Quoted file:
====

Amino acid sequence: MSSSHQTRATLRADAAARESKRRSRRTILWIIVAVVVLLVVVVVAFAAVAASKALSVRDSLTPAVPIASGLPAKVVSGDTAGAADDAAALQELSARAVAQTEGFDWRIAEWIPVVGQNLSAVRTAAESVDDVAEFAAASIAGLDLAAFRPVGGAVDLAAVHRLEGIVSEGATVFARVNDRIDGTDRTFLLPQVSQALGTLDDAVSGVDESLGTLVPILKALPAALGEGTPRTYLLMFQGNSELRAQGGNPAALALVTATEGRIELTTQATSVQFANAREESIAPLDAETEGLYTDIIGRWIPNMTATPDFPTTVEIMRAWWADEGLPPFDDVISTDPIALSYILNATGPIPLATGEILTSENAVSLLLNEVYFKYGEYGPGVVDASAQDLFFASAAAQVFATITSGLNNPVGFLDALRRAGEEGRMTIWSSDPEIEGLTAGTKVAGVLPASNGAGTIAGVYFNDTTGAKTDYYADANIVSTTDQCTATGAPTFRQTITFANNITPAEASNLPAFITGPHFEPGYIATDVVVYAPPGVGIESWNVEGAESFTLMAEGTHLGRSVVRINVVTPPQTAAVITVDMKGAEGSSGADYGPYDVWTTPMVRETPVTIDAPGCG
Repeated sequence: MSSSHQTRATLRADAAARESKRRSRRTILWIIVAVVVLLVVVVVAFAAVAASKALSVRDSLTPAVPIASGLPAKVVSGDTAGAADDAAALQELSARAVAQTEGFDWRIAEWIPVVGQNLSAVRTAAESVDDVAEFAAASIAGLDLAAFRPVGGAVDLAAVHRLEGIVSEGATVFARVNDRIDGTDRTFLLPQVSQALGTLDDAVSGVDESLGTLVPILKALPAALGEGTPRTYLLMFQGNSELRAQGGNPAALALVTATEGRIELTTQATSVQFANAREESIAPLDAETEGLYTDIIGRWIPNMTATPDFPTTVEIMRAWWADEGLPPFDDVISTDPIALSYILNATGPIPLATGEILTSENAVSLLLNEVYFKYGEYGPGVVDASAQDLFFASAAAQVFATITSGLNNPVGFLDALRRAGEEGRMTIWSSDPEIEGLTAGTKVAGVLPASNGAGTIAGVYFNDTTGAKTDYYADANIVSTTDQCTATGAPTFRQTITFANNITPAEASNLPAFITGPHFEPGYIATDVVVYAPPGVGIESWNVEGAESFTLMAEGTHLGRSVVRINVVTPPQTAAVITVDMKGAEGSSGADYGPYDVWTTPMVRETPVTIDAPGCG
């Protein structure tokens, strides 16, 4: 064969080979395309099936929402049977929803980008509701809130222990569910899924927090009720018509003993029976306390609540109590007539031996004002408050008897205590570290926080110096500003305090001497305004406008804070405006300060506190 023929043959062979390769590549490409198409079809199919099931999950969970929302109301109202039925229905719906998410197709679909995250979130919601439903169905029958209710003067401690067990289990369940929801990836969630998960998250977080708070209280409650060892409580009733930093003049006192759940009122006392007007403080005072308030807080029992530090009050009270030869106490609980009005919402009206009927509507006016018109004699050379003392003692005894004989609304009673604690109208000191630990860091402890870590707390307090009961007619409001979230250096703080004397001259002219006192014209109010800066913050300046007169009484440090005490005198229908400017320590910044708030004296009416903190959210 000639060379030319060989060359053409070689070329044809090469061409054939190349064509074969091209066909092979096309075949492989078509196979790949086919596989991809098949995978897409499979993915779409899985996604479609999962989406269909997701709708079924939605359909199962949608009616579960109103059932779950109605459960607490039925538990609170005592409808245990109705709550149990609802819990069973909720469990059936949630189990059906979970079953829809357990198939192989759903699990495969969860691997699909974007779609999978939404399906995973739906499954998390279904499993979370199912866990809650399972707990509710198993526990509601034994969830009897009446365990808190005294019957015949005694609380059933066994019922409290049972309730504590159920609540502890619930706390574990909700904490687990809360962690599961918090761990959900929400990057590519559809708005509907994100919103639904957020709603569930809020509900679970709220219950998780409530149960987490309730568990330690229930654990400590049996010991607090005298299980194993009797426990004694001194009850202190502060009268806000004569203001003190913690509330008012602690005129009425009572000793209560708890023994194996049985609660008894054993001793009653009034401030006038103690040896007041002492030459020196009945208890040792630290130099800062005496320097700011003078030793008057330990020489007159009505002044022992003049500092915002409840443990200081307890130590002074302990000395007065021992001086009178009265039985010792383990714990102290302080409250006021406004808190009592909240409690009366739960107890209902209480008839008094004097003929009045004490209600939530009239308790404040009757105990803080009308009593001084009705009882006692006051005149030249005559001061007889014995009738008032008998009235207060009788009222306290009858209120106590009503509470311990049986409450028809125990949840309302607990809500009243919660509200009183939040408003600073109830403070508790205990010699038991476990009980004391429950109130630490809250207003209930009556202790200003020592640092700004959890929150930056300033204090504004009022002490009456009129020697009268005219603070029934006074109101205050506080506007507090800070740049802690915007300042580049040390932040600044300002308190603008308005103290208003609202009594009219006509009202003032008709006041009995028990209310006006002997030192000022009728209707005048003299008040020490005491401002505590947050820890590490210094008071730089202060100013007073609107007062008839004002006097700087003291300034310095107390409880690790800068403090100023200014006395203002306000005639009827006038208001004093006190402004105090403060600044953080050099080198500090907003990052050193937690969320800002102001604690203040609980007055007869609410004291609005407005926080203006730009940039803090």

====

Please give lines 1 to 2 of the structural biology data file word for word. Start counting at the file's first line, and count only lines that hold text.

Amino acid sequence: MSSSHQTRATLRADAAARESKRRSRRTILWIIVAVVVLLVVVVVAFAAVAASKALSVRDSLTPAVPIASGLPAKVVSGDTAGAADDAAALQELSARAVAQTEGFDWRIAEWIPVVGQNLSAVRTAAESVDDVAEFAAASIAGLDLAAFRPVGGAVDLAAVHRLEGIVSEGATVFARVNDRIDGTDRTFLLPQVSQALGTLDDAVSGVDESLGTLVPILKALPAALGEGTPRTYLLMFQGNSELRAQGGNPAALALVTATEGRIELTTQATSVQFANAREESIAPLDAETEGLYTDIIGRWIPNMTATPDFPTTVEIMRAWWADEGLPPFDDVISTDPIALSYILNATGPIPLATGEILTSENAVSLLLNEVYFKYGEYGPGVVDASAQDLFFASAAAQVFATITSGLNNPVGFLDALRRAGEEGRMTIWSSDPEIEGLTAGTKVAGVLPASNGAGTIAGVYFNDTTGAKTDYYADANIVSTTDQCTATGAPTFRQTITFANNITPAEASNLPAFITGPHFEPGYIATDVVVYAPPGVGIESWNVEGAESFTLMAEGTHLGRSVVRINVVTPPQTAAVITVDMKGAEGSSGADYGPYDVWTTPMVRETPVTIDAPGCG
Repeated sequence: MSSSHQTRATLRADAAARESKRRSRRTILWIIVAVVVLLVVVVVAFAAVAASKALSVRDSLTPAVPIASGLPAKVVSGDTAGAADDAAALQELSARAVAQTEGFDWRIAEWIPVVGQNLSAVRTAAESVDDVAEFAAASIAGLDLAAFRPVGGAVDLAAVHRLEGIVSEGATVFARVNDRIDGTDRTFLLPQVSQALGTLDDAVSGVDESLGTLVPILKALPAALGEGTPRTYLLMFQGNSELRAQGGNPAALALVTATEGRIELTTQATSVQFANAREESIAPLDAETEGLYTDIIGRWIPNMTATPDFPTTVEIMRAWWADEGLPPFDDVISTDPIALSYILNATGPIPLATGEILTSENAVSLLLNEVYFKYGEYGPGVVDASAQDLFFASAAAQVFATITSGLNNPVGFLDALRRAGEEGRMTIWSSDPEIEGLTAGTKVAGVLPASNGAGTIAGVYFNDTTGAKTDYYADANIVSTTDQCTATGAPTFRQTITFANNITPAEASNLPAFITGPHFEPGYIATDVVVYAPPGVGIESWNVEGAESFTLMAEGTHLGRSVVRINVVTPPQTAAVITVDMKGAEGSSGADYGPYDVWTTPMVRETPVTIDAPGCG